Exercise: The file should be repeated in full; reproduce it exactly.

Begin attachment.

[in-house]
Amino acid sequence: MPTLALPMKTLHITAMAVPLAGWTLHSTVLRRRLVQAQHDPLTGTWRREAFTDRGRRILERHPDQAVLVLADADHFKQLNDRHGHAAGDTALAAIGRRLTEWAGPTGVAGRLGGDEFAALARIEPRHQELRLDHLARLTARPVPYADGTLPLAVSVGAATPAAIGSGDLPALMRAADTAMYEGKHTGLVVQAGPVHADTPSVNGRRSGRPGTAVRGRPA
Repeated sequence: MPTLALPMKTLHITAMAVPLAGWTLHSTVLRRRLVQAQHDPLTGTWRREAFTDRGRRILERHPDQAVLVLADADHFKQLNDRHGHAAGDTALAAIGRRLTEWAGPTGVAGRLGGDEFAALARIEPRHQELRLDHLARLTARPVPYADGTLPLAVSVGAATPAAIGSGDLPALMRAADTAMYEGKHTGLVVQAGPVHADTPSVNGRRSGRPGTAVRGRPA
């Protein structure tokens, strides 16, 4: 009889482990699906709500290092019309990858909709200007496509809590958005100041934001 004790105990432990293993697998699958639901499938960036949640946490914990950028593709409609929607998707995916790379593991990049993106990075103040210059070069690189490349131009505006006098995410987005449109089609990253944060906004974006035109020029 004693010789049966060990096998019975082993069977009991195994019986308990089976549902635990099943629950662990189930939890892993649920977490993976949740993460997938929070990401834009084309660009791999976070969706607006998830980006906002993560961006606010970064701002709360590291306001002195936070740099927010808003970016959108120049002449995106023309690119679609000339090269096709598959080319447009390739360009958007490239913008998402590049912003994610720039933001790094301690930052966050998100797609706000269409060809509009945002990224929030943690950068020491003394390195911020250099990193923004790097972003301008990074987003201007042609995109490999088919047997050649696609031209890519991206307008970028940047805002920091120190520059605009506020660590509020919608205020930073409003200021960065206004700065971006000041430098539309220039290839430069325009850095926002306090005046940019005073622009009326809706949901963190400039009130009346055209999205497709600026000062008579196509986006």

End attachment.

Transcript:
[in-house]
Amino acid sequence: MPTLALPMKTLHITAMAVPLAGWTLHSTVLRRRLVQAQHDPLTGTWRREAFTDRGRRILERHPDQAVLVLADADHFKQLNDRHGHAAGDTALAAIGRRLTEWAGPTGVAGRLGGDEFAALARIEPRHQELRLDHLARLTARPVPYADGTLPLAVSVGAATPAAIGSGDLPALMRAADTAMYEGKHTGLVVQAGPVHADTPSVNGRRSGRPGTAVRGRPA
Repeated sequence: MPTLALPMKTLHITAMAVPLAGWTLHSTVLRRRLVQAQHDPLTGTWRREAFTDRGRRILERHPDQAVLVLADADHFKQLNDRHGHAAGDTALAAIGRRLTEWAGPTGVAGRLGGDEFAALARIEPRHQELRLDHLARLTARPVPYADGTLPLAVSVGAATPAAIGSGDLPALMRAADTAMYEGKHTGLVVQAGPVHADTPSVNGRRSGRPGTAVRGRPA
């Protein structure tokens, strides 16, 4: 009889482990699906709500290092019309990858909709200007496509809590958005100041934001 004790105990432990293993697998699958639901499938960036949640946490914990950028593709409609929607998707995916790379593991990049993106990075103040210059070069690189490349131009505006006098995410987005449109089609990253944060906004974006035109020029 004693010789049966060990096998019975082993069977009991195994019986308990089976549902635990099943629950662990189930939890892993649920977490993976949740993460997938929070990401834009084309660009791999976070969706607006998830980006906002993560961006606010970064701002709360590291306001002195936070740099927010808003970016959108120049002449995106023309690119679609000339090269096709598959080319447009390739360009958007490239913008998402590049912003994610720039933001790094301690930052966050998100797609706000269409060809509009945002990224929030943690950068020491003394390195911020250099990193923004790097972003301008990074987003201007042609995109490999088919047997050649696609031209890519991206307008970028940047805002920091120190520059605009506020660590509020919608205020930073409003200021960065206004700065971006000041430098539309220039290839430069325009850095926002306090005046940019005073622009009326809706949901963190400039009130009346055209999205497709600026000062008579196509986006």